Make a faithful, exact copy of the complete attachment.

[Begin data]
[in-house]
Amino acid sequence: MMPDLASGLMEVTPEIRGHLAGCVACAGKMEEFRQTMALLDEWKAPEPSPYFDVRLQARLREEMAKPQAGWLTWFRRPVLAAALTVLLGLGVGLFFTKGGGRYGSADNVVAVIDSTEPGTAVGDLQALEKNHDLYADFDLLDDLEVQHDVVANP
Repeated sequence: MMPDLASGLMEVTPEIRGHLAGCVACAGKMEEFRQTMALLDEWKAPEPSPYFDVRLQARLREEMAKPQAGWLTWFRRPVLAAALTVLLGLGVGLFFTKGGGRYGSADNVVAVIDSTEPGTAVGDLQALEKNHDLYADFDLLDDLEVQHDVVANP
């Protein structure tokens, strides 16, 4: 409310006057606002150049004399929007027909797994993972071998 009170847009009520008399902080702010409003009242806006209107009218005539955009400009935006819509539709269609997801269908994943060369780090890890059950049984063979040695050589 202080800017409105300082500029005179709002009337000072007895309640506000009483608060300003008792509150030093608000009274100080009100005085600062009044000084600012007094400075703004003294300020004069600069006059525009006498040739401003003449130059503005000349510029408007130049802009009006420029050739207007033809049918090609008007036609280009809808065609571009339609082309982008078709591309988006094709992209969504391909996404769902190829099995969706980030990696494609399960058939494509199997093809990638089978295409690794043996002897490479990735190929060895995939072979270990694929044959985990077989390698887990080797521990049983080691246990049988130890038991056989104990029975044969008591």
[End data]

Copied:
[in-house]
Amino acid sequence: MMPDLASGLMEVTPEIRGHLAGCVACAGKMEEFRQTMALLDEWKAPEPSPYFDVRLQARLREEMAKPQAGWLTWFRRPVLAAALTVLLGLGVGLFFTKGGGRYGSADNVVAVIDSTEPGTAVGDLQALEKNHDLYADFDLLDDLEVQHDVVANP
Repeated sequence: MMPDLASGLMEVTPEIRGHLAGCVACAGKMEEFRQTMALLDEWKAPEPSPYFDVRLQARLREEMAKPQAGWLTWFRRPVLAAALTVLLGLGVGLFFTKGGGRYGSADNVVAVIDSTEPGTAVGDLQALEKNHDLYADFDLLDDLEVQHDVVANP
């Protein structure tokens, strides 16, 4: 409310006057606002150049004399929007027909797994993972071998 009170847009009520008399902080702010409003009242806006209107009218005539955009400009935006819509539709269609997801269908994943060369780090890890059950049984063979040695050589 202080800017409105300082500029005179709002009337000072007895309640506000009483608060300003008792509150030093608000009274100080009100005085600062009044000084600012007094400075703004003294300020004069600069006059525009006498040739401003003449130059503005000349510029408007130049802009009006420029050739207007033809049918090609008007036609280009809808065609571009339609082309982008078709591309988006094709992209969504391909996404769902190829099995969706980030990696494609399960058939494509199997093809990638089978295409690794043996002897490479990735190929060895995939072979270990694929044959985990077989390698887990080797521990049983080691246990049988130890038991056989104990029975044969008591």